US President Barack Obama spoke about terrorist organisation Isis on Monday 6 July at the Pentagon, saying the Islamic State's "ideology poses a great threat beyond the region." However, the president noted that the group's "strategic weaknesses are real."
Obama pledged to increase US support for the moderate opposition in Syria's civil war, but drew the line at sending in more troops on the ground, Reuters reported. The president also said the US would continue to crack down on Isis's finance operations worldwide.
According to the BBC, Obama emphasised "an effective partner on the ground" was needed to defeat Isis. The president's remarks come after some of the heaviest bombing of the terror group's de facto capital of Raqqa since coalition strikes began September 2014.
"We're intensifying our efforts against Isil's base in Syria," the president said, using another name for Isis. "Our air strikes will continue to target the oil and gas facilities that fund so much of their operations."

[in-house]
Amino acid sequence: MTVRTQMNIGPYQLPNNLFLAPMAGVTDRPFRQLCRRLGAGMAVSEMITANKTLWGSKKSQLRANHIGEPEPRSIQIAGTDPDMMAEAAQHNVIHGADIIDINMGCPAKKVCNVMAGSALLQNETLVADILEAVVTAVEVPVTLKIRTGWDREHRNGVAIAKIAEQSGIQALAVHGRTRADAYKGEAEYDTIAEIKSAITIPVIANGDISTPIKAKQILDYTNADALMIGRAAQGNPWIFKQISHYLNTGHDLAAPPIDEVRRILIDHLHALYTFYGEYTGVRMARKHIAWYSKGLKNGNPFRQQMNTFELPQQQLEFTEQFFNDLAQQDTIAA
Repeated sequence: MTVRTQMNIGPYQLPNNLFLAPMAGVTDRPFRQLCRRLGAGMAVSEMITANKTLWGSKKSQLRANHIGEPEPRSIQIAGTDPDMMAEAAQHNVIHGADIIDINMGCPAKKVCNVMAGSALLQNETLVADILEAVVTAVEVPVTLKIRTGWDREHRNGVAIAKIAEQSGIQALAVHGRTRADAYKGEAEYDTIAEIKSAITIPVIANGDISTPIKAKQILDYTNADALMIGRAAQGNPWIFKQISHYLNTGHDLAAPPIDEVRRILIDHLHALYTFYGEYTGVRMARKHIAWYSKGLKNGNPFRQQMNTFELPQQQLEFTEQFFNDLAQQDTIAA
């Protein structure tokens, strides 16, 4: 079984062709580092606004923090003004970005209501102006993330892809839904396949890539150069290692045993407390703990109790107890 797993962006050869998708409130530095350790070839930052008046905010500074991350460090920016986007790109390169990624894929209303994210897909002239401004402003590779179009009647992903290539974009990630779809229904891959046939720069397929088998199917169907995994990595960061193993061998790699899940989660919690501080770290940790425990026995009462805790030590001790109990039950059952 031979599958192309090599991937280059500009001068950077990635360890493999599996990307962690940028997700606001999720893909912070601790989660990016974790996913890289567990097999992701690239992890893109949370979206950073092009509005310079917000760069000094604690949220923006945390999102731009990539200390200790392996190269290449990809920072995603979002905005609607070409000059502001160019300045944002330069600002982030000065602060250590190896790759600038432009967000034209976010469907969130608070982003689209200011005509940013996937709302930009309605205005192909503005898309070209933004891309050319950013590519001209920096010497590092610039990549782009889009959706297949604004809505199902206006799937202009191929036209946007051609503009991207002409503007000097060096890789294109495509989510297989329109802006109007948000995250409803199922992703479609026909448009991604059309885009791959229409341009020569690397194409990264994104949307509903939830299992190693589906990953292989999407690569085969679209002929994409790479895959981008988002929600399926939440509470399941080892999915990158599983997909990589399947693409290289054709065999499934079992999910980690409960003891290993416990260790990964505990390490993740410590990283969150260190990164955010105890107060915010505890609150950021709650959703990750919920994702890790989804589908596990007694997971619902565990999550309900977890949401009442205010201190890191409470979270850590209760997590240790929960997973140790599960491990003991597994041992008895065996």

The president warned that the campaign against Isis would "not be quick". Obama also said training of ground troops had revved up after a slow period and the fall of Ramadi in Iraq.
"More Sunni volunteers are coming forward," he said. "Some are already being trained and they can be a new force against Isil. We continue to accelerate the delivery of critical equipment, including anti-tank weapons, to Iraqi security forces."
He also noted the threat of attacks on US soil and the need to prevent Isis from recruiting followers from the US. "Our efforts to counter violent extremism must not target any one community because of their faith or background, including patriotic Muslim Americans who are our partners in keeping our country safe," Obama said.
The president continued: "We also have to acknowledge that Isil has been particularly effective at reaching out to and recruiting vulnerable people around the world, including here in the United States. And they are targeting Muslim communities around the world."
Isis militants allegedly regained control of Ain Issa, 30 miles from Raqqa, from Kurdish-led forces on 6 July, the BBC reported. However, a spokesman for the Kurdish Popular Protection Units (YPG) said it continued to resist Isis's attack.
The YPG and Syrian opposition forces seized control of Ain Issa from Isis two weeks ago.